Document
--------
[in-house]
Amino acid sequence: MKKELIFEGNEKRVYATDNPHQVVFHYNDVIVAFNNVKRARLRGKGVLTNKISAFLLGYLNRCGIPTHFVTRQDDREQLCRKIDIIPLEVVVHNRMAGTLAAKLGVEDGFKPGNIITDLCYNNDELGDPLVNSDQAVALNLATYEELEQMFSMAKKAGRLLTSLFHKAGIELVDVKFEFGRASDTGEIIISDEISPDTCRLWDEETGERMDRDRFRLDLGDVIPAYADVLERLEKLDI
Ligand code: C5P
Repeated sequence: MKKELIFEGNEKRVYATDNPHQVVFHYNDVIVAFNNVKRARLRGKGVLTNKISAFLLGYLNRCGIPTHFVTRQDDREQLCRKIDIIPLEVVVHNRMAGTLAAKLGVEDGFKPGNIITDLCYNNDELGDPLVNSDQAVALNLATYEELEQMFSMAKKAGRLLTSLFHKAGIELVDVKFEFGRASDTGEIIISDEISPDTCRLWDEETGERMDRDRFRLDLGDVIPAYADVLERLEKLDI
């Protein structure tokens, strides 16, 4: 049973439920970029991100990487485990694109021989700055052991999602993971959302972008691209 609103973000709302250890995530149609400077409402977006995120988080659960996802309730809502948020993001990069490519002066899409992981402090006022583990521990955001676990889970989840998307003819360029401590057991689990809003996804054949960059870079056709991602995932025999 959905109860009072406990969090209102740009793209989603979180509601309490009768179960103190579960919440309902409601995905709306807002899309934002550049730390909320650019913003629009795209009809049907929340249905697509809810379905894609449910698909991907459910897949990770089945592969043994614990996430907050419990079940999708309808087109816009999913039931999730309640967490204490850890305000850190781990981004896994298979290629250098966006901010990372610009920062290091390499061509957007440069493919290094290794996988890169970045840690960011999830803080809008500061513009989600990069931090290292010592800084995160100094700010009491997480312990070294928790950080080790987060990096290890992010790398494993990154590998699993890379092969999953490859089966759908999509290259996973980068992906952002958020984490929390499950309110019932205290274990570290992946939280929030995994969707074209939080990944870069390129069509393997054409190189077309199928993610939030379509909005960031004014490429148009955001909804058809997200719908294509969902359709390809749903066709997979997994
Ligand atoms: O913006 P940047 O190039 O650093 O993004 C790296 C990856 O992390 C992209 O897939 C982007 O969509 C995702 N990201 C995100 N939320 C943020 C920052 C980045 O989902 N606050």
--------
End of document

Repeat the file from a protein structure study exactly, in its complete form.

[in-house]
Amino acid sequence: MKKELIFEGNEKRVYATDNPHQVVFHYNDVIVAFNNVKRARLRGKGVLTNKISAFLLGYLNRCGIPTHFVTRQDDREQLCRKIDIIPLEVVVHNRMAGTLAAKLGVEDGFKPGNIITDLCYNNDELGDPLVNSDQAVALNLATYEELEQMFSMAKKAGRLLTSLFHKAGIELVDVKFEFGRASDTGEIIISDEISPDTCRLWDEETGERMDRDRFRLDLGDVIPAYADVLERLEKLDI
Ligand code: C5P
Repeated sequence: MKKELIFEGNEKRVYATDNPHQVVFHYNDVIVAFNNVKRARLRGKGVLTNKISAFLLGYLNRCGIPTHFVTRQDDREQLCRKIDIIPLEVVVHNRMAGTLAAKLGVEDGFKPGNIITDLCYNNDELGDPLVNSDQAVALNLATYEELEQMFSMAKKAGRLLTSLFHKAGIELVDVKFEFGRASDTGEIIISDEISPDTCRLWDEETGERMDRDRFRLDLGDVIPAYADVLERLEKLDI
């Protein structure tokens, strides 16, 4: 049973439920970029991100990487485990694109021989700055052991999602993971959302972008691209 609103973000709302250890995530149609400077409402977006995120988080659960996802309730809502948020993001990069490519002066899409992981402090006022583990521990955001676990889970989840998307003819360029401590057991689990809003996804054949960059870079056709991602995932025999 959905109860009072406990969090209102740009793209989603979180509601309490009768179960103190579960919440309902409601995905709306807002899309934002550049730390909320650019913003629009795209009809049907929340249905697509809810379905894609449910698909991907459910897949990770089945592969043994614990996430907050419990079940999708309808087109816009999913039931999730309640967490204490850890305000850190781990981004896994298979290629250098966006901010990372610009920062290091390499061509957007440069493919290094290794996988890169970045840690960011999830803080809008500061513009989600990069931090290292010592800084995160100094700010009491997480312990070294928790950080080790987060990096290890992010790398494993990154590998699993890379092969999953490859089966759908999509290259996973980068992906952002958020984490929390499950309110019932205290274990570290992946939280929030995994969707074209939080990944870069390129069509393997054409190189077309199928993610939030379509909005960031004014490429148009955001909804058809997200719908294509969902359709390809749903066709997979997994
Ligand atoms: O913006 P940047 O190039 O650093 O993004 C790296 C990856 O992390 C992209 O897939 C982007 O969509 C995702 N990201 C995100 N939320 C943020 C920052 C980045 O989902 N606050």